September 14, 2011

Book Review: The Goal

The following Book Review has received II Prize in the Book Review Competition held at Indian Institute of Management, Raipur.
The Goal is an international bestseller business novel. It was authored by Dr. Eliyahu M. Goldratt and Mr. Jeff Cox and was first published in 1984 by The North River Press.
Dr. Goldratt was an Israeli physicist, who later became a business management guru. He has written this book as a piece of fiction. In the introduction of the book, Dr. Goldratt has stated that science can be utilized to understand and solve many industrial issues. Secondly, he has said that the main requisite for expanding the learning about anything is the courage to face inconsistencies and to question the existing popular beliefs and methods. “The Goal” also demonstrates the effectiveness of Socratic way of approaching and resolving problems, which in this story, includes the complexities of a manufacturing unit as well as marital issues. Dr. Goldratt has justified this by asserting his belief that the deductive process is the only way through which we can learn. The book aims at explaining the validity of and logic behind Dr. Goldratt’s Theory of Constraints.

The story describes the exciting journey of one Mr. Alex Rogo, in which he discovers the obvious flaws in the current industry practices, and with the help of his ex-teacher and physicist - Dr. Jonah, sets out to fix them. Alex is the plant manager at one of the manufacturing units of UniCo in a town called Bearington. UniCo has been running in losses for the last few years, and one of the major reasons for this is the unprofitability of the division to which Alex’s plant belongs. The conditions in his plant are also very tough. Everything seems to be delayed and utterly urgent. Most of the orders are running late by weeks. Everybody seems to be busy all the time, and yet, the unit is running into losses. All of this is despite the fact that this plant is equipped with the latest technology including industrial robots and computer systems.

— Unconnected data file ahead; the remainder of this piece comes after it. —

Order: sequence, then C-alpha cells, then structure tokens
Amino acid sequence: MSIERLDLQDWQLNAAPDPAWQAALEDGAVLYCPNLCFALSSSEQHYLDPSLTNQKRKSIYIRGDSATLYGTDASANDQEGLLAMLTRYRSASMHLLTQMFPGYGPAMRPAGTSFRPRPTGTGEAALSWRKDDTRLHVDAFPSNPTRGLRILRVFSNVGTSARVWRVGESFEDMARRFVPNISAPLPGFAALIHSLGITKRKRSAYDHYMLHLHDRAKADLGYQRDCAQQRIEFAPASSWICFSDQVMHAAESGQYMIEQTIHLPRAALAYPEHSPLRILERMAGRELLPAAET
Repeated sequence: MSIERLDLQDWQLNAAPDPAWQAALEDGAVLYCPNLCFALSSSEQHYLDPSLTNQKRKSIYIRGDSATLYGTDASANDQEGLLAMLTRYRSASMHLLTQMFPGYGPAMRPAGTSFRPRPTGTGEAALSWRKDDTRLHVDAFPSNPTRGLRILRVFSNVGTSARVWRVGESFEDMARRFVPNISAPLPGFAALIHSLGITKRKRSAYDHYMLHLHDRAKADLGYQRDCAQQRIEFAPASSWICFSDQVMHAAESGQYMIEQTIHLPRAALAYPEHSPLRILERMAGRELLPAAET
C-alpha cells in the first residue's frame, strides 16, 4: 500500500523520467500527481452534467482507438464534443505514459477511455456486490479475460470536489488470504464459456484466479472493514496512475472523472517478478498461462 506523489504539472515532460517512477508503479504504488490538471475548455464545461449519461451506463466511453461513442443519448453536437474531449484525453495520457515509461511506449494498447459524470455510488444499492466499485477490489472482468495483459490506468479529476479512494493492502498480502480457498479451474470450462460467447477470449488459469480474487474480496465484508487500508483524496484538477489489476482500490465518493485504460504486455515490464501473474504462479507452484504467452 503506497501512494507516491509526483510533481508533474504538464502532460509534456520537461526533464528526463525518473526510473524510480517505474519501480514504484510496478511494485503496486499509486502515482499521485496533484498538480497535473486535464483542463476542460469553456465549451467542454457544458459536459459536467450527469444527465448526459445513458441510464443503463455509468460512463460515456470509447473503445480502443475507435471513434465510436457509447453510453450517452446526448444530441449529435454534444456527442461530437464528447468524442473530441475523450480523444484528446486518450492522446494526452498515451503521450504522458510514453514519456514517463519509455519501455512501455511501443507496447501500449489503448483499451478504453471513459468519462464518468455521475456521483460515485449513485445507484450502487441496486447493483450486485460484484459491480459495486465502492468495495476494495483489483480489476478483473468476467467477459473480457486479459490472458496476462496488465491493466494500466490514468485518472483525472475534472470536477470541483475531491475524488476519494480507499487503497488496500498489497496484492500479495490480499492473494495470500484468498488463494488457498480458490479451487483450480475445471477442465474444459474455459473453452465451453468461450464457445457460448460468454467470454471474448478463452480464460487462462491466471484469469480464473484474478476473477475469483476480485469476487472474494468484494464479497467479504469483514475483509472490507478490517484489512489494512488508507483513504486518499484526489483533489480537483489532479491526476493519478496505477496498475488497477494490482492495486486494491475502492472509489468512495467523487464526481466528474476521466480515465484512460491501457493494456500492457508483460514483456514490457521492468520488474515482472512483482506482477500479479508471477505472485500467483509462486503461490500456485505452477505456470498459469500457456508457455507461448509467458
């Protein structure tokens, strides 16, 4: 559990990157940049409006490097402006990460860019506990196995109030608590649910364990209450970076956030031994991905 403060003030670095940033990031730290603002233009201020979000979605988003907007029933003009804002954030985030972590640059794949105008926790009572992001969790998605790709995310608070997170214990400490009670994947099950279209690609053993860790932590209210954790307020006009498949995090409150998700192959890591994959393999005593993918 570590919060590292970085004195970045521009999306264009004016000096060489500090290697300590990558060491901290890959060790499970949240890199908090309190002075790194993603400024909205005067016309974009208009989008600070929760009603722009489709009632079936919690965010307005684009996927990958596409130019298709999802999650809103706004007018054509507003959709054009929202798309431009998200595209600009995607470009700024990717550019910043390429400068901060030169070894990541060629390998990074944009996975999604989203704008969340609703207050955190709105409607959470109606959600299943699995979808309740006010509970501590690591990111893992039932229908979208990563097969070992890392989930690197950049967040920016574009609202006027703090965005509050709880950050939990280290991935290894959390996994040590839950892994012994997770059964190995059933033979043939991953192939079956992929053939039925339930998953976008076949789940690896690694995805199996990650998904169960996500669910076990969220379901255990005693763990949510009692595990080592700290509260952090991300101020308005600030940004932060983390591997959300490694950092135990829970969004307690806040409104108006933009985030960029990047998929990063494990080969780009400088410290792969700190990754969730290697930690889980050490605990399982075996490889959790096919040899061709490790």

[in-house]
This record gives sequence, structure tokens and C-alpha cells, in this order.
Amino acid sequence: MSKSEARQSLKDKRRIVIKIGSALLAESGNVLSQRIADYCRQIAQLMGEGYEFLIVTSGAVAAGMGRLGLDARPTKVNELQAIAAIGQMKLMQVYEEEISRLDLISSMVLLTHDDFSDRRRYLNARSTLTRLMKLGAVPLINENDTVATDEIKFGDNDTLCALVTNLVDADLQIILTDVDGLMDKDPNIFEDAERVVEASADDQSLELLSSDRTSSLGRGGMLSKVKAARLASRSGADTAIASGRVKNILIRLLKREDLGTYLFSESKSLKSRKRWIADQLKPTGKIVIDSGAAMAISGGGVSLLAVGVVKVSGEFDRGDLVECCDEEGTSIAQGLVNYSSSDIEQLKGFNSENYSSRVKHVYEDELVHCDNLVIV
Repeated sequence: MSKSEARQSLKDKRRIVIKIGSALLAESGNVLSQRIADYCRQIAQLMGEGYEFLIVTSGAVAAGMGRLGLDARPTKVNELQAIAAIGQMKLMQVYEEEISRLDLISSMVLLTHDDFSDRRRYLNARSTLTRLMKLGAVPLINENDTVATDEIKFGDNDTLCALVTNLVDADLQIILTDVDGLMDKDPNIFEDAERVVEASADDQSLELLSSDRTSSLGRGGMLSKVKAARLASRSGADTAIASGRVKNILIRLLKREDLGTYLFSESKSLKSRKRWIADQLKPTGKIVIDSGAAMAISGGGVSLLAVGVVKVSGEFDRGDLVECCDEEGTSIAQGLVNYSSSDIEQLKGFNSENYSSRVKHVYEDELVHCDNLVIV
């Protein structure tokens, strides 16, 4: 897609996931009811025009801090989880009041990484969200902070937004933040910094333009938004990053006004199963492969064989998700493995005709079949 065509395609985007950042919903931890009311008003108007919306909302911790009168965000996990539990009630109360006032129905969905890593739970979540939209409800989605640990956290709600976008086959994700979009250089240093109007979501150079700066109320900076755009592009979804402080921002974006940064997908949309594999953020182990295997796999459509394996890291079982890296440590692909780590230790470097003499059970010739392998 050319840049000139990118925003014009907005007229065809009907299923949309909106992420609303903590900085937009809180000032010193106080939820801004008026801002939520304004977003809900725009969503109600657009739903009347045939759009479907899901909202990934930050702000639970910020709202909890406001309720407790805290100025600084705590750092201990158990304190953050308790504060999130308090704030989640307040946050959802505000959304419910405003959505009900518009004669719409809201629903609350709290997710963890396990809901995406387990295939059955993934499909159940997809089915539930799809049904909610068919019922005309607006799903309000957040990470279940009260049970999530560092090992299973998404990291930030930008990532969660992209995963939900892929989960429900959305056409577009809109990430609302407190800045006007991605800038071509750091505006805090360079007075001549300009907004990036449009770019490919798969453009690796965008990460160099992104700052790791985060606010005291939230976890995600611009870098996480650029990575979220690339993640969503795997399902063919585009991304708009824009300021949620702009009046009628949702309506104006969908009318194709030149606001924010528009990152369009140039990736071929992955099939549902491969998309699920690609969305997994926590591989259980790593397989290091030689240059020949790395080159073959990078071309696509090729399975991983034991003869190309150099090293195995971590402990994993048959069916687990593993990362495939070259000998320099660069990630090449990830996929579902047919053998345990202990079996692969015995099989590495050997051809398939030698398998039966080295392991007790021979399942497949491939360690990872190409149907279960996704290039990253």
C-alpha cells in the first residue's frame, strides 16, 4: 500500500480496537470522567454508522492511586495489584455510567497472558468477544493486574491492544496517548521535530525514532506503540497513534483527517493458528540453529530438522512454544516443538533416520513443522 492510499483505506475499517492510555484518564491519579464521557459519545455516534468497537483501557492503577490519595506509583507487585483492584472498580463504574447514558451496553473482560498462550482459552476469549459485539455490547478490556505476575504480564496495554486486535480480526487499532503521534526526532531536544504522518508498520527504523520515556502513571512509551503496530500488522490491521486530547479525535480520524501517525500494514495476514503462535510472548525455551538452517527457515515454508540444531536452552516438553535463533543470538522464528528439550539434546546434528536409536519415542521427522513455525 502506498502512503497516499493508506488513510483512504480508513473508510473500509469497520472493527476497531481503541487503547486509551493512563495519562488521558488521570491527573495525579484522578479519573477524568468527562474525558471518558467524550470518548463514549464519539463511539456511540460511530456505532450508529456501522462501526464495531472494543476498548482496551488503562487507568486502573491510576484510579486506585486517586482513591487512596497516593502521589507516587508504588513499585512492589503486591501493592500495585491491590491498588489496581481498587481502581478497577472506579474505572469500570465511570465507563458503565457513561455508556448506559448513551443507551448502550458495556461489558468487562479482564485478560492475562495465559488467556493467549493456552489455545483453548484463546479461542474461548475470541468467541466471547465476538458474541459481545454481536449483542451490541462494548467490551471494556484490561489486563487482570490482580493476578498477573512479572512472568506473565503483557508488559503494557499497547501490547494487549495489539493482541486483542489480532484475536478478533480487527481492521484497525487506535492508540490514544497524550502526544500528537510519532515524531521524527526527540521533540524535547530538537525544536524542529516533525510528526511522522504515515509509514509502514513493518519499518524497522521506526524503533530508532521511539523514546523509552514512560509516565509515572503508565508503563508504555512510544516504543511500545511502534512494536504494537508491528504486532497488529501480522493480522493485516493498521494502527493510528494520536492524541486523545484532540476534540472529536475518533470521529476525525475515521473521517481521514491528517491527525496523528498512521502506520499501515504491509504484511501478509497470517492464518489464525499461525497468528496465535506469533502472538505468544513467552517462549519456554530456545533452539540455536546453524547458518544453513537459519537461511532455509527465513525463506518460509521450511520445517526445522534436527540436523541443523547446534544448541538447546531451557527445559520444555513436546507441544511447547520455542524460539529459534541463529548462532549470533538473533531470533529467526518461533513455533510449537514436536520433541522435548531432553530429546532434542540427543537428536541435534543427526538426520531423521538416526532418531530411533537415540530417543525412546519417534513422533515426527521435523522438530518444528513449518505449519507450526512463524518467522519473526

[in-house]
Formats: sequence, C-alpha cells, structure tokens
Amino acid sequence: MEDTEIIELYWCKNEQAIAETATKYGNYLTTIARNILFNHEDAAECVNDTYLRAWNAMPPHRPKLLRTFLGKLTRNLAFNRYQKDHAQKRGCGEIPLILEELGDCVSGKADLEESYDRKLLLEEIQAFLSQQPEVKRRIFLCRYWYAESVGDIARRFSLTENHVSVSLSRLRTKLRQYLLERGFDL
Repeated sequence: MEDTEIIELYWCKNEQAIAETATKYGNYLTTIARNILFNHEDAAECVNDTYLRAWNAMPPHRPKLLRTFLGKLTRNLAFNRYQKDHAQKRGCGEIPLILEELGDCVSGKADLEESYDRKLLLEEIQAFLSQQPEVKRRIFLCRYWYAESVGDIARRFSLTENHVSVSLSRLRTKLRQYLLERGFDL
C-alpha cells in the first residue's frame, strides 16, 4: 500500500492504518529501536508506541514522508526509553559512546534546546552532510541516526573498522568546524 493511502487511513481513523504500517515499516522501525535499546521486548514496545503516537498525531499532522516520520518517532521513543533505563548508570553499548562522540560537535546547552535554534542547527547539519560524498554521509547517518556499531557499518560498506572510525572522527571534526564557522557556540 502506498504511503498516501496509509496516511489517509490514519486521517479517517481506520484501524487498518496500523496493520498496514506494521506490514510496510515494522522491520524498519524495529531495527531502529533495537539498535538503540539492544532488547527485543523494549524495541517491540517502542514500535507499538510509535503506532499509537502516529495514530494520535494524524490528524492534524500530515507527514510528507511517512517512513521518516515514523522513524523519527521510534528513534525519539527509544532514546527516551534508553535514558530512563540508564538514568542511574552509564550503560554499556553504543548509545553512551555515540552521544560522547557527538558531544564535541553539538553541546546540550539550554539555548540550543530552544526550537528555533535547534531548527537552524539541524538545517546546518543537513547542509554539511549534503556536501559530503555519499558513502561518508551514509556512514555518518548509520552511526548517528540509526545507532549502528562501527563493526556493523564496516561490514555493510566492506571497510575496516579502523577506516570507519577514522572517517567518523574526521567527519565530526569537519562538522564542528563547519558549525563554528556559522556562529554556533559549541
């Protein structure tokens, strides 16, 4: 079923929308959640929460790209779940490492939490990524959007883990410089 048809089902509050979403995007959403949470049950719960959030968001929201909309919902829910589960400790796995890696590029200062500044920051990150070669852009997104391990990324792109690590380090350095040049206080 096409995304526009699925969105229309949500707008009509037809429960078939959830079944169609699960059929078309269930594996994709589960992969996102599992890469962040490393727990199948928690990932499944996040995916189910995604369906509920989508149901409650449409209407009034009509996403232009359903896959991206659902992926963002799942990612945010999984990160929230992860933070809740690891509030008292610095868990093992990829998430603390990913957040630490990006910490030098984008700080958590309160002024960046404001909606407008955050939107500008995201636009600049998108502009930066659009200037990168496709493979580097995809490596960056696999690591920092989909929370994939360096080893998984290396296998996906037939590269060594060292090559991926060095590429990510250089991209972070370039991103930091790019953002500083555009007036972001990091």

On the other hand, a parallel storyline depicts the marital problems faced by Alex with his wife Julie. This highlights the difficulties faced by managers, especially those who are obsessed with their work, in their personal lives. Alex is repeatedly accused by Julie of not paying enough attention towards her and their children.
The story begins at a point when Mr. Bill Peach, the division vice president, asks Alex to make his plant profitable within three months. In case of failure, the plant was to be shut down by the management. Alex has the option to look for another job, but he decides to do whatever he can to save the plant. Here, he recollects a conversation he had with Dr. Jonah, when the latter, through a few simple questions, convinced Alex that the hi-tech robots in his plant are not contributing to the actual goal of the company. He also encouraged Alex to figure out the true goal of his organization. Faced with grave difficulties, Alex figures out that the true goal of the company is to make money. Equipped with this newly-found answer, he immediately gets in touch with Jonah and asks for his help and guidance.
Jonah explains to Alex that for generating profits, only three components of the system need to be in order. They are:
1.       Throughput: this refers to the money generated by sales and needs to be maximized.
2.       Inventory: this refers to the money invested by the system in purchasing things that it intends to sell, and must be minimized.
3.       Operational Expenses: this refers to the money spent by the system in converting inventory into throughput, and must be minimized.